11. Media restrictions remain.  Art. 5(2)(d) requires the parties to

‘ensure protection of the media,’ and Art. 10(g) prohibits ‘all forms

of harassment of the media’.  Both are sound principles, but do not

specifically remove restrictions on media in South Sudan, such as

pre-publication censorship, onerous registration requirements, or

freedom of movement, including the issuance of visas, to international

correspondents.

12. Political prisoners and prisoners of war (POWs) provisions are

inadequate.  Art. 9(3) obliges the parties to declare the political

prisoners and POWs in their custody. This requirement is easily met by

a declaration that the party holds no political prisoners or POWs and

that any detainees held face criminal charges.  Yet there is evidence

that specific individuals are being held because of their political

beliefs.  The agreement could have specifically provided for these

named individuals to be freed.  As it stands, this provision will not

cause the parties to change their positions.
13. ‘International best practice’ on the cessation of hostilities and

provision of humanitarian access is unspecified.  Art. 2(4) requires

parties to abide by international best practices, without specifying

what such practices are or which are most critical for adherence.
14. ‘Specific’ measures to protect civilians are unspecified.  Art.

5(2) requires the parties to take ‘specific measures’ to protect

vulnerable persons, support the reunion of families, facilitate the

free movement of persons, etc., without any indication of what the

appropriate and specific measures to achieve these goals should be.
15. Proximity to protection of civilian (POC) sites, IDP and refugee

settlements unspecified.  Art. 6(h) requires the parties not to

‘incit[e] violence in or around’ POC, IDP and refugee sites, without

specifying what constitutes such proximity.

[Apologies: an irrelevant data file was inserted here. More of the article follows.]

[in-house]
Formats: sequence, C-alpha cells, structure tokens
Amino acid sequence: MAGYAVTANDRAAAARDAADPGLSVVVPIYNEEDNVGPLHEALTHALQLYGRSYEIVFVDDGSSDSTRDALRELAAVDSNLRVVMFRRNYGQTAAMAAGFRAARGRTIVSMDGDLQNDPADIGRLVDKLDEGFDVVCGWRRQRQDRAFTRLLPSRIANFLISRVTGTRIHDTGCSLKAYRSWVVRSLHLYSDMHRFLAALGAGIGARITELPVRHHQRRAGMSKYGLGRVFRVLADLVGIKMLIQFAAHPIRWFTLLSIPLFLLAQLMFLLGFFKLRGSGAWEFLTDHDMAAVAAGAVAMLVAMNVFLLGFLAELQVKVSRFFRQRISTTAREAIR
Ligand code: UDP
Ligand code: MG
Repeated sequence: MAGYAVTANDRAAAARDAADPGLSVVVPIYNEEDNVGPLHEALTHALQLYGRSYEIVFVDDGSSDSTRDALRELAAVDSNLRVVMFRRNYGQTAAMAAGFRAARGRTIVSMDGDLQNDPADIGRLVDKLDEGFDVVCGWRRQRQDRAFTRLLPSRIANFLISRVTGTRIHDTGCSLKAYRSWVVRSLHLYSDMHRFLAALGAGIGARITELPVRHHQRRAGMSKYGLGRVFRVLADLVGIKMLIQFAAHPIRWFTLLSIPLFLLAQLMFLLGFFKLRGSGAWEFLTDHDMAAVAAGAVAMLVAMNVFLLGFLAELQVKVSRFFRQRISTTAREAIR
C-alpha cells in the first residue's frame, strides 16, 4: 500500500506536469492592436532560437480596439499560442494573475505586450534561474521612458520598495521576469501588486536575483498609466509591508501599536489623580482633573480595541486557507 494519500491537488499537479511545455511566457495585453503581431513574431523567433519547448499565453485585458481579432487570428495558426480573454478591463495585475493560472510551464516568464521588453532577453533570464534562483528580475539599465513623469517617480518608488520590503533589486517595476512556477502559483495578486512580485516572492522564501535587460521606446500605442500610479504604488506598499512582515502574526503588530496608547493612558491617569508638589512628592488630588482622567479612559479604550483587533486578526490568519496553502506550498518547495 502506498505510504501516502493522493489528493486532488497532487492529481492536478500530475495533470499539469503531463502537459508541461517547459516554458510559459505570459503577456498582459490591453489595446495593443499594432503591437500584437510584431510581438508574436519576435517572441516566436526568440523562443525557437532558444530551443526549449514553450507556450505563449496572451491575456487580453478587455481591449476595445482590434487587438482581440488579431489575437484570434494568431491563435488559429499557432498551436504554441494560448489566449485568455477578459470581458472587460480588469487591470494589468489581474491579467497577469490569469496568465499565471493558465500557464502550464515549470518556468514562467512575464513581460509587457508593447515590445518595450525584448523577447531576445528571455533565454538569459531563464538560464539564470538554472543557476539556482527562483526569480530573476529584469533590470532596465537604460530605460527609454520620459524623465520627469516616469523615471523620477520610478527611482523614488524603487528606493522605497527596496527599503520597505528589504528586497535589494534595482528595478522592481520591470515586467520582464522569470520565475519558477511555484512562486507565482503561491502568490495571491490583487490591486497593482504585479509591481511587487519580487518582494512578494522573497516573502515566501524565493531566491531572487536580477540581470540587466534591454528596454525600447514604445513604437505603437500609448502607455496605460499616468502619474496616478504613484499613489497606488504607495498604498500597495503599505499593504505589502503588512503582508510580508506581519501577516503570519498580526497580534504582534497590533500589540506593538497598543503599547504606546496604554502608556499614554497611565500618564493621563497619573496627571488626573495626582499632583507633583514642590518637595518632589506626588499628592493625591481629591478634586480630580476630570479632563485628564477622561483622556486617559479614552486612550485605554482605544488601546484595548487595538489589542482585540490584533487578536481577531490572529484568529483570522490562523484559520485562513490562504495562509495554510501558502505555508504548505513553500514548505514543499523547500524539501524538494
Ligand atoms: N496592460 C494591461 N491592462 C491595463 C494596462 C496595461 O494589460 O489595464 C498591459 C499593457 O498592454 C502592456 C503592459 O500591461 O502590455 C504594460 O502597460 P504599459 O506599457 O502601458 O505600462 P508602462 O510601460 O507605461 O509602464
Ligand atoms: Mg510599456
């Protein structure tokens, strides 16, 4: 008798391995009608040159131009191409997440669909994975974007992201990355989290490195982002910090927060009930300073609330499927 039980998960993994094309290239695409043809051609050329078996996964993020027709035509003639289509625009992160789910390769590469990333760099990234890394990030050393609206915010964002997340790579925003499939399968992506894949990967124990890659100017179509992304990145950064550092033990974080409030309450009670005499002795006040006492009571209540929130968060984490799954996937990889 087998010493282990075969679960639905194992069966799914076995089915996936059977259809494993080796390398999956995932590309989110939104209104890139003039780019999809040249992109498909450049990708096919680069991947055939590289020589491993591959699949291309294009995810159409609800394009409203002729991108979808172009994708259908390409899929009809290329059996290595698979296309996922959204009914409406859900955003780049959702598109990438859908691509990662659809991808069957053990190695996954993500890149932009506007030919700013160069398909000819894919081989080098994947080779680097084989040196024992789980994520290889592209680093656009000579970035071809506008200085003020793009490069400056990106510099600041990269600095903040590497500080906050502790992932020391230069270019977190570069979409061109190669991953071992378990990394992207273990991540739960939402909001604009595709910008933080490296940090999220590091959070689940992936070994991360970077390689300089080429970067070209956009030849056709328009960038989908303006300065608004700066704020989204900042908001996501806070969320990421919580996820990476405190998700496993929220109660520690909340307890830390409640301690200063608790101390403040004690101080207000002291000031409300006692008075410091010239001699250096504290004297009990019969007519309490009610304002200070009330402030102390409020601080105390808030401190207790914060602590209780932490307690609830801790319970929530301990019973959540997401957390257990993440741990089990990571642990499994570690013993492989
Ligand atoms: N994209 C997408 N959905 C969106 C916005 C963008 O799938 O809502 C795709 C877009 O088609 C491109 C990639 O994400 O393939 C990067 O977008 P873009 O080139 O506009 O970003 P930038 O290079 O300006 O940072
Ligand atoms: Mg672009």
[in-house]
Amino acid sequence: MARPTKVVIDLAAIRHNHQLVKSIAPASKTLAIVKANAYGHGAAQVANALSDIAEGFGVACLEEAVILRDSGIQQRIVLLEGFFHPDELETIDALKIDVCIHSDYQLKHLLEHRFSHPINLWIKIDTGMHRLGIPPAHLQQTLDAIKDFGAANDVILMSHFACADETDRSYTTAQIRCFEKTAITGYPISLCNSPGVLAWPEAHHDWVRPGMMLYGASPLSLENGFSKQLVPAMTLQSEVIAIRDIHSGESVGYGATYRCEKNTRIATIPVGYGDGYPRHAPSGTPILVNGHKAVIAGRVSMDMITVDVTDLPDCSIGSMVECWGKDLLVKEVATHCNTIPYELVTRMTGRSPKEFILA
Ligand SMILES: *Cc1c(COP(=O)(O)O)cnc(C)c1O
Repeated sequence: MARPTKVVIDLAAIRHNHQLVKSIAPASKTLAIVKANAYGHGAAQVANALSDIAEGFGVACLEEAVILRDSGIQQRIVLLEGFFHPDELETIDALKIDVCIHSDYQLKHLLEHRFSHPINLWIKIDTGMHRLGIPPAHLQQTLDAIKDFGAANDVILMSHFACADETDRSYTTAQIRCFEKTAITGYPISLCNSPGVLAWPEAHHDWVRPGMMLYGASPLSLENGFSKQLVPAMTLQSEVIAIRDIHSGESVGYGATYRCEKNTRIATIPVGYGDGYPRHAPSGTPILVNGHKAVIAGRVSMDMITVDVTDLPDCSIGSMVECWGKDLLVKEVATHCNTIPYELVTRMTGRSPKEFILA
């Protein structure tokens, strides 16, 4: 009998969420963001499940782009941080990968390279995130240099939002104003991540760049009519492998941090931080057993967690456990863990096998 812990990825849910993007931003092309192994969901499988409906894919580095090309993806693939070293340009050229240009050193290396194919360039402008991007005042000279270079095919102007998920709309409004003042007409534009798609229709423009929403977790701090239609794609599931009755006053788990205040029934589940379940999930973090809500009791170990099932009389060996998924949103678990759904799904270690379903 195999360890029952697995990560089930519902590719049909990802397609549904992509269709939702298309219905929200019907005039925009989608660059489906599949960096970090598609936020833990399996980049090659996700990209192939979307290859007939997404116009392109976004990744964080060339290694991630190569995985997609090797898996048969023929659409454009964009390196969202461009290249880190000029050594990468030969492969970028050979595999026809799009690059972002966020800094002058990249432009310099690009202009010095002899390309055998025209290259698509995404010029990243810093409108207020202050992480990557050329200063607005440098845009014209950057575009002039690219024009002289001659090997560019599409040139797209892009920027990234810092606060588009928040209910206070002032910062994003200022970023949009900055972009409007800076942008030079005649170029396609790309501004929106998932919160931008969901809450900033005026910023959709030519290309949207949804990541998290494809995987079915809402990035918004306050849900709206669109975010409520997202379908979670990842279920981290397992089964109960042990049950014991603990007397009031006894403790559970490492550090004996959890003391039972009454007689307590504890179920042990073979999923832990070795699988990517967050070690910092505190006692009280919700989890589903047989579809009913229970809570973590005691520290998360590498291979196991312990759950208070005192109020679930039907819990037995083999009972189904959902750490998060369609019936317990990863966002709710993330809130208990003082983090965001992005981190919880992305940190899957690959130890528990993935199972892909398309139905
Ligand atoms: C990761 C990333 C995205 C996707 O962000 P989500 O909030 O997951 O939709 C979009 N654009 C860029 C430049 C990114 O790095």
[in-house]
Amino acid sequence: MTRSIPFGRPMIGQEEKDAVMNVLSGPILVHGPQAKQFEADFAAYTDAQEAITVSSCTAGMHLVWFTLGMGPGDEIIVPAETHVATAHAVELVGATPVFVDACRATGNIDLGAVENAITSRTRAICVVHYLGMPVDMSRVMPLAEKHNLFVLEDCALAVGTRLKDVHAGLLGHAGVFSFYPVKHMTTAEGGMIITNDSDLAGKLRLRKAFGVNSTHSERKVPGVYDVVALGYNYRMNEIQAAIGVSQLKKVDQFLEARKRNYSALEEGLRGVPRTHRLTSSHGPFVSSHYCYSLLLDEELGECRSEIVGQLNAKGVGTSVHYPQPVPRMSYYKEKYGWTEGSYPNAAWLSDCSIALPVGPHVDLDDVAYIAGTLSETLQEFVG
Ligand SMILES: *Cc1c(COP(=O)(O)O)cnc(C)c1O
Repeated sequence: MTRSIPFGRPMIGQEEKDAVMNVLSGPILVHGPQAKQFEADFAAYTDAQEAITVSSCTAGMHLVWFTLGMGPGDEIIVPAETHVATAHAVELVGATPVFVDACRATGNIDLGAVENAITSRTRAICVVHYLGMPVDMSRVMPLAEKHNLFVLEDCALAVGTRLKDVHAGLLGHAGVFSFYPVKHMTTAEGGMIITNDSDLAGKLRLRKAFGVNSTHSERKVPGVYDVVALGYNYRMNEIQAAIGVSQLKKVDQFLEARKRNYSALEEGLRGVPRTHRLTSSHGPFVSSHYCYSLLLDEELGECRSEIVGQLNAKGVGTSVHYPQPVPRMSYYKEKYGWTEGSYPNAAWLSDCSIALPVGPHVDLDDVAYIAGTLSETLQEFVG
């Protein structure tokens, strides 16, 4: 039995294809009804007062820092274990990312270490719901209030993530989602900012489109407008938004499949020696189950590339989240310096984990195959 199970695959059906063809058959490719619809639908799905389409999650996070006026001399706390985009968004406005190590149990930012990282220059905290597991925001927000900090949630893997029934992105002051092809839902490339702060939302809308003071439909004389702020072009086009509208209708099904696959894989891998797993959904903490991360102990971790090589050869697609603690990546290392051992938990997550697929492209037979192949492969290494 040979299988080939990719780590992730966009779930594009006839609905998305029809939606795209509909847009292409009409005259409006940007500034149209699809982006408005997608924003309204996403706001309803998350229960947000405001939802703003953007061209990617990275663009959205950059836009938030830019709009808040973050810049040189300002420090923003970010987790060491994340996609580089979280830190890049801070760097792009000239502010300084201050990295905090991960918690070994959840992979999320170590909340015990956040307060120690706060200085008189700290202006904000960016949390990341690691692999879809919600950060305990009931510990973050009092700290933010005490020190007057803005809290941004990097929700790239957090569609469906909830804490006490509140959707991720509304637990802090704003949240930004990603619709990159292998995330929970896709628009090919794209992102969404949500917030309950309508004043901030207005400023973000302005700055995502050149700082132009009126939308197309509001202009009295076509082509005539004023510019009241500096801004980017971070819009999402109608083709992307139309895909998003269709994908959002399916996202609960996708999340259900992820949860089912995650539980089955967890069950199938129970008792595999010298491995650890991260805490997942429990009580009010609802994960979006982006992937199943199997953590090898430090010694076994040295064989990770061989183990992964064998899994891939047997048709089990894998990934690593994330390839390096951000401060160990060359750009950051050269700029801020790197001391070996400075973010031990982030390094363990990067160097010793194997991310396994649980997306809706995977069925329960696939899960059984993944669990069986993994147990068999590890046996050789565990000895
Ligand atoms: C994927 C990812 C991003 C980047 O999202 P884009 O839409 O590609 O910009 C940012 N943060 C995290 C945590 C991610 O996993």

16. Hostile verbal attacks are not proscribed.  ‘Unwarranted’ verbal

attacks on the IGAD mediation, ceasefire monitors, JMEC, etc., are

prohibited by Art. 4(1).  So, are there such things as warranted

verbal attacks?  Minister of Information Michael Makuei will be

delighted.
17. Procedure for joining the CoHA is unclear.  Art. 2(3) calls for

other combatant groups to join this Agreement, without providing the

modalities (timeframe, mechanics) for that to occur.
18. Dispute settlement provisions are inadequate.  As mentioned

earlier, Art. 18(1) unrealistically calls for ‘amicable resolution’,

of disputes in the implementation and interpretation of this

Agreement.  Art. 18(2) refers unresolved matters to the IGAD Council

of Ministers, a problematic venue as the government of South Sudan, a

combatant group which may be party to dispute about the CoHA, sits at

the Council of Ministers’ table.
19. Amending the CoH is possible without consensus.  Although this

agreement was reached by consensus, amendment of the agreement is

possible by a majoritarian decision, as provided by Art. 17.  This

leaves the door open to unhelpful actions by a coalition of some

combatant parties against others.  Since non-combatant parties are

also included as signatories to this agreement, it is also unclear

which parties count for the purposes of amending the CoHA.
20. Raises modification of JMEC’s composition prematurely.  Art. 14(5)

calls for the restructuring of JMEC.  This is premature to address in

a CoH agreement and gives parties an opening to argue that JMEC should

not work pending its reconstitution, although the implementation

matrix caveats this provision by stating that this will occur ‘as

decided by the HLRF process’.  It would have been better to omit this

provision entirely.
https://thoughtsonthesudans.wordpress.com/2017/12/23/twenty-problems-with-the-december-2017-cessation-of-hostilities-agreement/
END